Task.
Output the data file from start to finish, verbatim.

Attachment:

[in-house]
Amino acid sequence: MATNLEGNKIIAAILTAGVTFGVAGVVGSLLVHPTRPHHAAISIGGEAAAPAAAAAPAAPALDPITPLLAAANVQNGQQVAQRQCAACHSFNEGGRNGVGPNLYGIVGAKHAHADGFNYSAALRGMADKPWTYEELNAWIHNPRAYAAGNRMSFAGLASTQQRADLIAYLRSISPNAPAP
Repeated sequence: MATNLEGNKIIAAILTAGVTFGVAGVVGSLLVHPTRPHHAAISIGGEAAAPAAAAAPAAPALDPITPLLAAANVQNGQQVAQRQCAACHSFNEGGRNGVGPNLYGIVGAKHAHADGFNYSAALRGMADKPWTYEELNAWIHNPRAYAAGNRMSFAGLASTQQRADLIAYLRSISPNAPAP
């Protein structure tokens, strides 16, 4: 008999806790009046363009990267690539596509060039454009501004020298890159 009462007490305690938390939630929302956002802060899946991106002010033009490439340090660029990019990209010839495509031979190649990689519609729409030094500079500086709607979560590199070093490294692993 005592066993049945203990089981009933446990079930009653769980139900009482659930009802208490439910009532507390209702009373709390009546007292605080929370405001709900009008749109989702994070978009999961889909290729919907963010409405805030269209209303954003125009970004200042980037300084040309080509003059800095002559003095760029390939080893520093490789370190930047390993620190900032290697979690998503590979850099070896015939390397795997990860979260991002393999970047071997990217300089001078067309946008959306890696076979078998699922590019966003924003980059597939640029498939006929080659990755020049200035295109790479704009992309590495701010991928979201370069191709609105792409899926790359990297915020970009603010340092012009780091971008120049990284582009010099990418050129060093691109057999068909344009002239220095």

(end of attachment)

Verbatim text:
[in-house]
Amino acid sequence: MATNLEGNKIIAAILTAGVTFGVAGVVGSLLVHPTRPHHAAISIGGEAAAPAAAAAPAAPALDPITPLLAAANVQNGQQVAQRQCAACHSFNEGGRNGVGPNLYGIVGAKHAHADGFNYSAALRGMADKPWTYEELNAWIHNPRAYAAGNRMSFAGLASTQQRADLIAYLRSISPNAPAP
Repeated sequence: MATNLEGNKIIAAILTAGVTFGVAGVVGSLLVHPTRPHHAAISIGGEAAAPAAAAAPAAPALDPITPLLAAANVQNGQQVAQRQCAACHSFNEGGRNGVGPNLYGIVGAKHAHADGFNYSAALRGMADKPWTYEELNAWIHNPRAYAAGNRMSFAGLASTQQRADLIAYLRSISPNAPAP
């Protein structure tokens, strides 16, 4: 008999806790009046363009990267690539596509060039454009501004020298890159 009462007490305690938390939630929302956002802060899946991106002010033009490439340090660029990019990209010839495509031979190649990689519609729409030094500079500086709607979560590199070093490294692993 005592066993049945203990089981009933446990079930009653769980139900009482659930009802208490439910009532507390209702009373709390009546007292605080929370405001709900009008749109989702994070978009999961889909290729919907963010409405805030269209209303954003125009970004200042980037300084040309080509003059800095002559003095760029390939080893520093490789370190930047390993620190900032290697979690998503590979850099070896015939390397795997990860979260991002393999970047071997990217300089001078067309946008959306890696076979078998699922590019966003924003980059597939640029498939006929080659990755020049200035295109790479704009992309590495701010991928979201370069191709609105792409899926790359990297915020970009603010340092012009780091971008120049990284582009010099990418050129060093691109057999068909344009002239220095």